In re Kulig, 21-AP-230

Docket Nº21-AP-230
Citation2022 VT 33
Case DateJuly 15, 2022
CourtUnited States State Supreme Court of Vermont

2022 VT 33

In re Paul Kulig (Office of Disciplinary Counsel, Appellant)

No. 21-AP-230

Supreme Court of Vermont

July 15, 2022

Original Jurisdiction Professional Responsibility Board

Hearing Panel No. 8 Jennifer E. McDonald, Esq., Chair Jonathan T. Rose, Esq., Member Patrick Burke, Public Member

Samantha V. Lednicky of Catamount Law, PLLC, Burlington, for Appellant.

Timothy L. Taylor, Grand Rapids, Michigan, for Appellee.

PRESENT: Reiber, C.J., Eaton, Carroll and Cohen, JJ., and Waples, Supr. J., Specially Assigned


¶ 1. In this case, a Professional Responsibility Board (PRB) hearing panel determined that respondent violated several ethical rules in drafting a will and deed that conveyed an elderly client's real property and personal estate to himself. It imposed a three-month suspension as a sanction. The Court ordered review of this decision on its own motion. We agree with the panel that respondent violated the rules in question but conclude that a five-month suspension is appropriate given the nature of the violations and the serious harm caused by respondent's conduct.


I. Hearing Panel Decision

A. Findings

¶ 2. The panel made the following findings after a hearing.[1] Respondent was admitted to the Vermont Bar in 1978 and has practiced in Vermont since that time. He provided estateplanning legal services to client L.Z. for many years until her May 2018 death. Respondent and L.Z. lived in the same community and attended the same church; respondent considered L.Z. a family friend.

¶ 3. Respondent drafted a series of wills for L.Z. L.Z. had no children and her husband predeceased her. Her 2006 will left her assets to a niece, her niece's two children, and three children of L.Z.'s nephew. At L.Z.'s request, respondent prepared a new will in February 2011 that left L.Z.'s house and its contents to her nephew and his wife; any remaining bonds to her nephew's three children; and the remainder of her estate to her sister.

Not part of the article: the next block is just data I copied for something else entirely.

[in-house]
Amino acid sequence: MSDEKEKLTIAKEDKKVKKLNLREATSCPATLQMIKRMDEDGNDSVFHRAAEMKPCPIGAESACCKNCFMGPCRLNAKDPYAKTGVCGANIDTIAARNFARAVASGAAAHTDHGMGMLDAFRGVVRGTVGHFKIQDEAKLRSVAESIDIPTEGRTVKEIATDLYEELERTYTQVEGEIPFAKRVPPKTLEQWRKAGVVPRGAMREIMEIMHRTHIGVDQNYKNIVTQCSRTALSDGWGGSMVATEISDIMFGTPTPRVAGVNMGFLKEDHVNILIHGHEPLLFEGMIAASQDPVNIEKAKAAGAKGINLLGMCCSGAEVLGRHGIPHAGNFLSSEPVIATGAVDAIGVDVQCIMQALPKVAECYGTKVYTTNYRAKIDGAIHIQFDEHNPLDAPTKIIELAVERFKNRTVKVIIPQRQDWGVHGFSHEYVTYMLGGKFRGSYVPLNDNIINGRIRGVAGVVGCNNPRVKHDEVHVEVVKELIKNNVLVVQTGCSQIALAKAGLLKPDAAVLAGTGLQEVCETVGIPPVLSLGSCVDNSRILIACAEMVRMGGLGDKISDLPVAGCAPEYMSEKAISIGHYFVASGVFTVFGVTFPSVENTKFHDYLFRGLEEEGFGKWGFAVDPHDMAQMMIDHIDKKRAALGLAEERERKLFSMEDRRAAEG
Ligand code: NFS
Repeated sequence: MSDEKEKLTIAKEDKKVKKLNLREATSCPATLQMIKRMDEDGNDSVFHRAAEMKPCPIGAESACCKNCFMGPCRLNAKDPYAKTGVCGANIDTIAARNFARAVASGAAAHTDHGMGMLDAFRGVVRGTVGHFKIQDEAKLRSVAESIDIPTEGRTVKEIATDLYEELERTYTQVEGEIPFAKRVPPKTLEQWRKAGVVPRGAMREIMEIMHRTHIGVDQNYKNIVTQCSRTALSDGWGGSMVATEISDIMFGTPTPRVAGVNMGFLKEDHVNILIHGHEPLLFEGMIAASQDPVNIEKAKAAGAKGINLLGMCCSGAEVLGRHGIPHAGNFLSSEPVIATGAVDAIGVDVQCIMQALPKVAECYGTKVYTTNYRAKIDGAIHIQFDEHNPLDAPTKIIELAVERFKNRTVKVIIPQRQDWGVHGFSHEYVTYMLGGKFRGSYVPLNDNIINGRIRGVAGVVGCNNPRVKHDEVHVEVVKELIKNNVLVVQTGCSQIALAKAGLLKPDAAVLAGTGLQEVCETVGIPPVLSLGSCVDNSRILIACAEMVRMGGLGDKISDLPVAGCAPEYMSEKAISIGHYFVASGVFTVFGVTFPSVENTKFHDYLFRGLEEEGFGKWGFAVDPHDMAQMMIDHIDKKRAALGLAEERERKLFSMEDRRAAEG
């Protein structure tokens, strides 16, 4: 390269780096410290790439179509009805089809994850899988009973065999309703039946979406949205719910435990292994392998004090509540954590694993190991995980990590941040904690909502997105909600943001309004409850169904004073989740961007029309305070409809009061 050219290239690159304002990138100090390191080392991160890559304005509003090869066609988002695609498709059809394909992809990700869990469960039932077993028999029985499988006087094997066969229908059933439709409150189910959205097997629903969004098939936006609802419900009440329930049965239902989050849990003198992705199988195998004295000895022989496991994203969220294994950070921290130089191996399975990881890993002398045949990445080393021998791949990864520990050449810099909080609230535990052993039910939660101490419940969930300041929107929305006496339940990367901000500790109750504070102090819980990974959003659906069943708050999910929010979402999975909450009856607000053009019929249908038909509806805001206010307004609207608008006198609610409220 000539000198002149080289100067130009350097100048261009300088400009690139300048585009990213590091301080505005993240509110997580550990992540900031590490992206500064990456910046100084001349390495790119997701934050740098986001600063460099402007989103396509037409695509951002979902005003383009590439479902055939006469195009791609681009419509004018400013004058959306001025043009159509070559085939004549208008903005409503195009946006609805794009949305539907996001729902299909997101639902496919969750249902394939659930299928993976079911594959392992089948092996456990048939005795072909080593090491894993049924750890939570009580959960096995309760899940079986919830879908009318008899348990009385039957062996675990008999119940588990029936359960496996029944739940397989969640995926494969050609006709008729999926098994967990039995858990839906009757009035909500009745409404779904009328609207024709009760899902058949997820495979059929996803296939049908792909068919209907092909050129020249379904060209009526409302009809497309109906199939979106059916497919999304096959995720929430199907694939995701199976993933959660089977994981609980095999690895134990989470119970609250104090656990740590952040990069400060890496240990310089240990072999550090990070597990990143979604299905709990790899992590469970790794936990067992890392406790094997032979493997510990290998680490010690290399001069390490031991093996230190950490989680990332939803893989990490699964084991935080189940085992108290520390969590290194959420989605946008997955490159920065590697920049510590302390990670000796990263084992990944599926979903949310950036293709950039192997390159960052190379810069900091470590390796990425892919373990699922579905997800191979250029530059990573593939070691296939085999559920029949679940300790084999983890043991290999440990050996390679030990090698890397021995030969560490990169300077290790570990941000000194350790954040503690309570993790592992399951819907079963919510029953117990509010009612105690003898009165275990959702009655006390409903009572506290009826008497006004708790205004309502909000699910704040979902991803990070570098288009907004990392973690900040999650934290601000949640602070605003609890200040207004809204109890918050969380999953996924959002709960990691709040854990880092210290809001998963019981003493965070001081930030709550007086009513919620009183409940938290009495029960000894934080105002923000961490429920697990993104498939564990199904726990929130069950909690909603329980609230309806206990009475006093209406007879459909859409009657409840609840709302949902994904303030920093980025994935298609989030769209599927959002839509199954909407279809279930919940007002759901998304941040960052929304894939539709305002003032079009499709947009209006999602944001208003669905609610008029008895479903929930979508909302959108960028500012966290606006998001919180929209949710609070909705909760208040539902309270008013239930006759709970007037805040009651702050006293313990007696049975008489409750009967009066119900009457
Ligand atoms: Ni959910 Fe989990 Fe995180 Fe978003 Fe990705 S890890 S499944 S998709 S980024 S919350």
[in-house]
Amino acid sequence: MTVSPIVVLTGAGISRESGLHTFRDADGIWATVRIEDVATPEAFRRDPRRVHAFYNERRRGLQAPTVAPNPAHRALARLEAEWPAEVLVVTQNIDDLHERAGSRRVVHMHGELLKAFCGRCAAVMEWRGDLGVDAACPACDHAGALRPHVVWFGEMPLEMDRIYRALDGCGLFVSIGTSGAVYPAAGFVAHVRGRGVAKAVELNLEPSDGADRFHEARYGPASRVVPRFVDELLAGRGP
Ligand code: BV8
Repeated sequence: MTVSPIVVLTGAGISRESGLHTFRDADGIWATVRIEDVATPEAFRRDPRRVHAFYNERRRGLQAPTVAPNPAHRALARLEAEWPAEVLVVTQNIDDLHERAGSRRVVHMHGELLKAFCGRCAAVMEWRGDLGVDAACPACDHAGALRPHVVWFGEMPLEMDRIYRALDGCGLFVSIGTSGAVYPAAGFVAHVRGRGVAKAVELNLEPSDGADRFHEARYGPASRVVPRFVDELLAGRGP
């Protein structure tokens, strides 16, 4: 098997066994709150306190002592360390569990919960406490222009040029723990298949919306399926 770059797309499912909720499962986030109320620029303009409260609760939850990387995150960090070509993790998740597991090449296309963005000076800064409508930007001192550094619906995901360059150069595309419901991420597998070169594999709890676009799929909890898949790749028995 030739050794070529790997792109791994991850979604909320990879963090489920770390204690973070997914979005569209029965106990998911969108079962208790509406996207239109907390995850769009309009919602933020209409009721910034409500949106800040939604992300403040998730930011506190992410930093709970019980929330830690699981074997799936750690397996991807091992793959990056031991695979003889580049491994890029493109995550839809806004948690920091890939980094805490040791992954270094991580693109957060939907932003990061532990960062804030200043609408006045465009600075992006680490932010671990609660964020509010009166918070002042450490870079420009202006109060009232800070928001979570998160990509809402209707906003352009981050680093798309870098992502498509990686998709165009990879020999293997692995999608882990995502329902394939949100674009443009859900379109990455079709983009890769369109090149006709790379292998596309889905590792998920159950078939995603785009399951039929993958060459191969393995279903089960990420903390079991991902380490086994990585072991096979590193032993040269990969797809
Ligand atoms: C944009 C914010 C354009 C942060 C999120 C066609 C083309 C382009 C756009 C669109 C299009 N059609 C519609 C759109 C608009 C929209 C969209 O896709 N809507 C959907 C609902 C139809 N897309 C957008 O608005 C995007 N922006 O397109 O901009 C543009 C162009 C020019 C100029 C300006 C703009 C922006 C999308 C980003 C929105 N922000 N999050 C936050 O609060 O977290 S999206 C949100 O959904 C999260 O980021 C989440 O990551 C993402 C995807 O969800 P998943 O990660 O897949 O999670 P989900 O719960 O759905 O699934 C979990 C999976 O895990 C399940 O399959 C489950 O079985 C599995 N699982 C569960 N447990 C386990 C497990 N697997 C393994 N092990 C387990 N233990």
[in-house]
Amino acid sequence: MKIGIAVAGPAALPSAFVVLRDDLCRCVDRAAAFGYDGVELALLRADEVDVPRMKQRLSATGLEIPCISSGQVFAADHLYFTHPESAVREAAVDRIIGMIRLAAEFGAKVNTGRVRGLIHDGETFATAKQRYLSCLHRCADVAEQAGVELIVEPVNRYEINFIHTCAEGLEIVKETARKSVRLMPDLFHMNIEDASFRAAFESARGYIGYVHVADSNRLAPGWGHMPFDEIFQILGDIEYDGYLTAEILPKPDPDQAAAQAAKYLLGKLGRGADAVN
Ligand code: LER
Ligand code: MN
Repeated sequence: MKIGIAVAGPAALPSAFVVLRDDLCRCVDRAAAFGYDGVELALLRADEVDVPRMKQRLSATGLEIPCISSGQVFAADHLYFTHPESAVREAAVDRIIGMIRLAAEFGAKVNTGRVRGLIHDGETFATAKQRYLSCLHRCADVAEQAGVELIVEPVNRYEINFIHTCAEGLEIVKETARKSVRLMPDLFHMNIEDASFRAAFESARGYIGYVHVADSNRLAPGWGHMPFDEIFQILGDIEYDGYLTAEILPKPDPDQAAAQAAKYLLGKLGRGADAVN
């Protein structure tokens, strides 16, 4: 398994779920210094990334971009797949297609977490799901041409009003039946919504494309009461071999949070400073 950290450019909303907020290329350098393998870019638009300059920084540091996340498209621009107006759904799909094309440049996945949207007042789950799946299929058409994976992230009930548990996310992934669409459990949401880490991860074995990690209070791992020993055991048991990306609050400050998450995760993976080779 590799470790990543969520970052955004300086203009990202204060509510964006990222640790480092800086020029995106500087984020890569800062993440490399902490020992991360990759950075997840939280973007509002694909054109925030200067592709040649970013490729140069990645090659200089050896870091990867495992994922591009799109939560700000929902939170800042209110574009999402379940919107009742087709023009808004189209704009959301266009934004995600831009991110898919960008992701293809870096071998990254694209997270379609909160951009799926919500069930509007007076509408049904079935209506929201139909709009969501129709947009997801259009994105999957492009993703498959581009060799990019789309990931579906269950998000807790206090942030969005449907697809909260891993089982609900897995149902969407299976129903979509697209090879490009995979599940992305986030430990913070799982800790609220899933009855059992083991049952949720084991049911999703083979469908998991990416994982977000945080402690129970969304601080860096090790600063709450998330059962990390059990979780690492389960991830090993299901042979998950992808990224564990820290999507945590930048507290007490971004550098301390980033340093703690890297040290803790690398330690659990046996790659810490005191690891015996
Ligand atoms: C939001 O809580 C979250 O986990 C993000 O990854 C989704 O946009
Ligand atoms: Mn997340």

¶ 4. In 2014, respondent met with L.Z. to discuss estate planning, nursing care, and Medicaid issues, given her declining health. Because L.Z. wanted to remain in her home, respondent advised L.Z. to use a so-called "enhanced life estate" (ELE) deed to prevent the value of her house from being counted as a financial asset with respect to Medicaid coverage. An ELE deed allows a grantor to convey real estate to a third party while reserving a life-estate interest in the property along with the right to sell or mortgage the property. Respondent further advised L.Z. that she could bequeath her real and personal property via a trust agreement.

¶ 5. Under the trust arrangement purportedly discussed by the parties, L.Z. would convey her real property via an ELE deed to someone who would serve as trustee of the trust and, upon L.Z.'s death, the trustee would sell the real property and distribute the proceeds to the trust


beneficiaries. A new will would also be prepared naming the trustee as the executor and sole beneficiary of L.Z.'s estate with the understanding that any of her other property that might require the filing of a probate estate would go to the trustee, who would then distribute the property (or funds from the sale of the property) to the trust beneficiaries.